McAfee’s 2014 report “Net losses: Estimating the cost of Cybercrime” conservatively estimates a loss to the global economy of $375 billion. The report goes on to assert that the figure is most likely to be far higher given that most cybercrime incidents go unreported, due to them only coming to light after the event if they do come to light at all. With Intellectual property theft being a primary motive for cybercrime a fraudster could steal product specifications, research results, pricing and customer data without the company being aware until a rival product beats them to be the first to launch. What’s more companies may be reluctant to admit to being hacked for fear of loss of good reputation. The report also points out that indirect costs like loss of sensitive information and opportunity costs are difficult to put a figure on. Because hackers see cybercrime as low risk and low cost, and few cyber criminals actually being caught and prosecuted, the report warns that most companies and governments underestimate their level of risk and the rate at which the problem is set to grow.

So, what does this mean for businesses in the UK? Last year the Guardian reported losses from online fraud as running at £670m a year in the UK alone. Online fraud covers a whole range of attacks ranging from identity theft to online banking hacks. The internet has changed the way we do business and our customer/client, partner and supplier data is frequently held is distributed databases or is accessed via online portals. Further to this the growth in remote and home working, and the advent of Bring Your own Device (BYoD) means that data is shared between sites, on multiple devices, distributed via email or on cloud based storage systems like Dropbox.

 

Who is at risk ?

As a starting point, any organisation that forms part of a supply chain or has employees has a responsibility to deploy best practices for online security. Generally speaking larger compliance driven organisations will have more rigorous security procedures in place, but irrespective of size or sector every business leader would agree that employee safety, protection of intellectual property and financial information are fundamental.

Whilst many small to medium businesses may not see themselves as obvious targets for organised cyber criminals, recent information released by Action Fraud suggests that these, along with schools and charities are increasingly at risk due to the fact that their security protocols may not be quite so rigorous as those of larger enterprises with a Chief Information Security Officer on staff.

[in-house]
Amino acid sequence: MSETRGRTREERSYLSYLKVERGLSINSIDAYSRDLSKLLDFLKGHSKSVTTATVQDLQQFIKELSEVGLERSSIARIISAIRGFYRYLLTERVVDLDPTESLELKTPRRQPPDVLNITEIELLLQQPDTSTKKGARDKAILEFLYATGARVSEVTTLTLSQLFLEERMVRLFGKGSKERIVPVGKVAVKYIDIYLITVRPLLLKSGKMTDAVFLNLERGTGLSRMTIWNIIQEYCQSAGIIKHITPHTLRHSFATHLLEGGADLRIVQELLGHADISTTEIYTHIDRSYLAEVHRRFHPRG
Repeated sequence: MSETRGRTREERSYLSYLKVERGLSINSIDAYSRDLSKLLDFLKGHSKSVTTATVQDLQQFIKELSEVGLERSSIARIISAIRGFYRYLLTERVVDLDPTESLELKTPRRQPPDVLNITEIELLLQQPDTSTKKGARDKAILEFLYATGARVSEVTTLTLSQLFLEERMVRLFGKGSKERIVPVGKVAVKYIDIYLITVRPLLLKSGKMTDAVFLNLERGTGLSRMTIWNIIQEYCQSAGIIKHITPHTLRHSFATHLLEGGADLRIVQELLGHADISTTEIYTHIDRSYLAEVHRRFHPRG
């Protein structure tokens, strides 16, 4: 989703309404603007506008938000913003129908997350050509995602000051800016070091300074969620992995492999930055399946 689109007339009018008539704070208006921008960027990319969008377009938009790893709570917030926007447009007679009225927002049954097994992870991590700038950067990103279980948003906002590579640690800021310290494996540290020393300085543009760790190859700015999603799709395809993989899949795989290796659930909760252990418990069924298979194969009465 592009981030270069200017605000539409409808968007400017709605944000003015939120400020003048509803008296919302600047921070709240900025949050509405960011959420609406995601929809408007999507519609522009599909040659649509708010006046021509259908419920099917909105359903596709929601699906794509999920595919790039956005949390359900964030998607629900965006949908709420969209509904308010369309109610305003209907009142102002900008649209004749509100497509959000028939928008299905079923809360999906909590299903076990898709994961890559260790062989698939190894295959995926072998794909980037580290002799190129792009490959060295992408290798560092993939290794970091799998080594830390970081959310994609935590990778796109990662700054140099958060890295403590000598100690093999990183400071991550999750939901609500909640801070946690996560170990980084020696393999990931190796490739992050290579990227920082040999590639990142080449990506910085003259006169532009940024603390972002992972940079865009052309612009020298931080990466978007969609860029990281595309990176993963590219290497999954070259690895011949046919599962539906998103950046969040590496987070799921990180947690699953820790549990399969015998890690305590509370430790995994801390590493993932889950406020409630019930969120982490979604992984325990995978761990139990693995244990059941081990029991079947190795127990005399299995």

Getsafeonline.org, an internet security awareness and free advice initiative. Created between the government, Ofcom, and a number of major companies including Barclaycard and Paypal, Getsafeonline.org runs a Cyber Essentials scheme whereby is outlines the five essential technical controls as below :

  1. Boundary firewalls and internet gateways – these are devices designed to prevent unauthorised access to or from private networks, but good setup of these devices in hardware, and software feature is important for them to be fully effective.
  2. Secure configuration – ensuring that systems are configured in the most secure way for the needs of the organisation.
  3. Access control – Ensuring only those who should have access to systems to have access and at the appropriate level. Access and Configuration changes should be logged.
  4. Malware protection – ensuring that virus and malware protection is installed and is it up to date.
  5. Patch management – ensuring the latest supported version of applications is used and all the necessary patches supplied by the vendor been applied.

These are the very basics, and you should also ensure that staff are educated and instructed to deploy strong passwords on any device and to not store sensitive company information on remote devices. It is good practice to review firewall, telephony and other server logs and watch out for irregular activity.

Ultimately cyber criminals are out there, and as hacking tools become more sophisticated and readily available, it would be remiss of any of us to believe ourselves to be immune from either an organised malicious online attack or a small time opportunist hacker looking to make a quick financial gain. The bottom line is that organisations need to make life difficult for them in the form of strong encryption across the network.